IS THERE a more relaxing sound that rain falling on trees?
This dripping soundtrack was the silver lining to the cloud which encroached on Wexford overnight last Saturday, signalling an end to July’s heatwave.
Lying and listening, awake in the darkness, it occurred to me how rarely I actually hear rain (though I feel it plenty).
I doubt I’m the only one.
Precipitation is a source of constant complaint in Ireland. That’s not surprising, given that parts of the country experience an average of 225 wet days a year.
But focusing on the sight and the feel of rain – neither of which is usually very pleasant – usually means that I miss the sound, the consistent, light drum of falling drops on leaves.
The calming effect of this may be simply an aural impact, the drops creating a sound which slips into sync with my brainwaves.
It could also have a much deeper psychological resonance, a link to a primitive human past where rainfall meant renewal of life, or growth, or a ‘oneness’ with the environment and seasons.
Or maybe it’s just soothing because I’m lying indoors in a dry bed.
That said the sound struck me again as I walked home from work late the following evening.
Moving along the tree-lined road leading to our apartment drops began to fall on the car- and wind-less street.
Removing my headphones I stood and listen to the symphony, moving and changing as drops fell on higher leaves, or lower ones, or the pavement.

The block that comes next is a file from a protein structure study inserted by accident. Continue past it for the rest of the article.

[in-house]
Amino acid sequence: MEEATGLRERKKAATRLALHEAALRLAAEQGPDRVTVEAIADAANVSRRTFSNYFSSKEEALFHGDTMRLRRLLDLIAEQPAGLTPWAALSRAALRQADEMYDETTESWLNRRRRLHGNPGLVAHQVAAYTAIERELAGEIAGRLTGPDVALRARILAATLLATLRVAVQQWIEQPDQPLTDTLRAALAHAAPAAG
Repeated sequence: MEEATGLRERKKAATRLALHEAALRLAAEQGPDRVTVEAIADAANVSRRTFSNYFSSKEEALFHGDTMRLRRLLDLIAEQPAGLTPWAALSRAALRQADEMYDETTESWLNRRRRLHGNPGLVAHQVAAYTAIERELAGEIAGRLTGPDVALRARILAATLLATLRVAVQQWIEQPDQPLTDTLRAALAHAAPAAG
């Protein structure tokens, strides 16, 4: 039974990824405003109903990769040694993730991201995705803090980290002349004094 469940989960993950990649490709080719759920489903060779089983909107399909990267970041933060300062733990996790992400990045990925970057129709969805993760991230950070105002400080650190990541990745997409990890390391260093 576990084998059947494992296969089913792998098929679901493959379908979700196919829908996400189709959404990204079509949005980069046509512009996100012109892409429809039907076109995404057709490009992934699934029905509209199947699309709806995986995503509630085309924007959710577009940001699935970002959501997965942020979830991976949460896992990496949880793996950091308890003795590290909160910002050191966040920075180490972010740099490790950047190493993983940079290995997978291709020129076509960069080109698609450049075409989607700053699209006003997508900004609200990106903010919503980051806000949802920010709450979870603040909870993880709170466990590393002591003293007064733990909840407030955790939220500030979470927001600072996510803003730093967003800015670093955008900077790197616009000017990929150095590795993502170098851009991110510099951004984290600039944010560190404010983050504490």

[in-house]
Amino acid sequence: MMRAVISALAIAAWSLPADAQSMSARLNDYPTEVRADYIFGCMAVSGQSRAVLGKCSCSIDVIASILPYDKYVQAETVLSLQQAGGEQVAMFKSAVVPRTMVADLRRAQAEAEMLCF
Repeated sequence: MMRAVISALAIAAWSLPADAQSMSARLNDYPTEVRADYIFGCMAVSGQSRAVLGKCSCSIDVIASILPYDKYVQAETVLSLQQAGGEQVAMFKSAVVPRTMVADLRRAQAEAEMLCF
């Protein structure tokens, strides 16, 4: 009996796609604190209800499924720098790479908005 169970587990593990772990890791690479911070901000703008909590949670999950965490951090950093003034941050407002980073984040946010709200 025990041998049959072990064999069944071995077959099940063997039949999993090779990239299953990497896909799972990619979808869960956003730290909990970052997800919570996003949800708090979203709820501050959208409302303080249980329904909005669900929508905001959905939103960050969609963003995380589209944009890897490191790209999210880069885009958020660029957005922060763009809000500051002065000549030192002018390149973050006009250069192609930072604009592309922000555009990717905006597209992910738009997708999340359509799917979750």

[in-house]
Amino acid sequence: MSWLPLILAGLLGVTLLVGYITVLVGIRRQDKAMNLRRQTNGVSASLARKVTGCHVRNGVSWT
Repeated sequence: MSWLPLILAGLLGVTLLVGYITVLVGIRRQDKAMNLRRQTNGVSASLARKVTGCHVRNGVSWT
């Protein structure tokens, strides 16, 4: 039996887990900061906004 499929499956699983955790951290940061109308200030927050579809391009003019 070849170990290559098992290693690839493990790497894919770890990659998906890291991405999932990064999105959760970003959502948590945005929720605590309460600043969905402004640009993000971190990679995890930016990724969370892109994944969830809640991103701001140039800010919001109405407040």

The effect was almost musical.
The two incidents put me in mind of an observation made by composer Brian Eno.
In 1975, recovering in hospital following a car accident, the musician observed how the sound of rain contributed to the ambience of an environment like certain light or music did.
In Eno’s case he observed the effect the falling rain had when it was mingled with the low-volume record of harp music he was playing in the room.
This conclusion subsequently led him to create a number of groundbreaking ‘ambient’ records – containing music which comes very close to replicating the calming effect of rainsounds.
Strangely enough Eno didn’t use rain samples on these recordings – or none I can can hear at least.* (Other artists have incorporated the sound; most famously, perhaps, The Doors).
And I’ve yet to hear a musical simulacrum which has the same effect as the real thing.
Until I do I’ll just keep opening a window.
*Unlike some other natural sounds. Two of my favourite recordings feature wind and fire – the wind on this Geir Jenssen Cho Oyo field recording and the fire crackling behind this Neil Young acoustic track.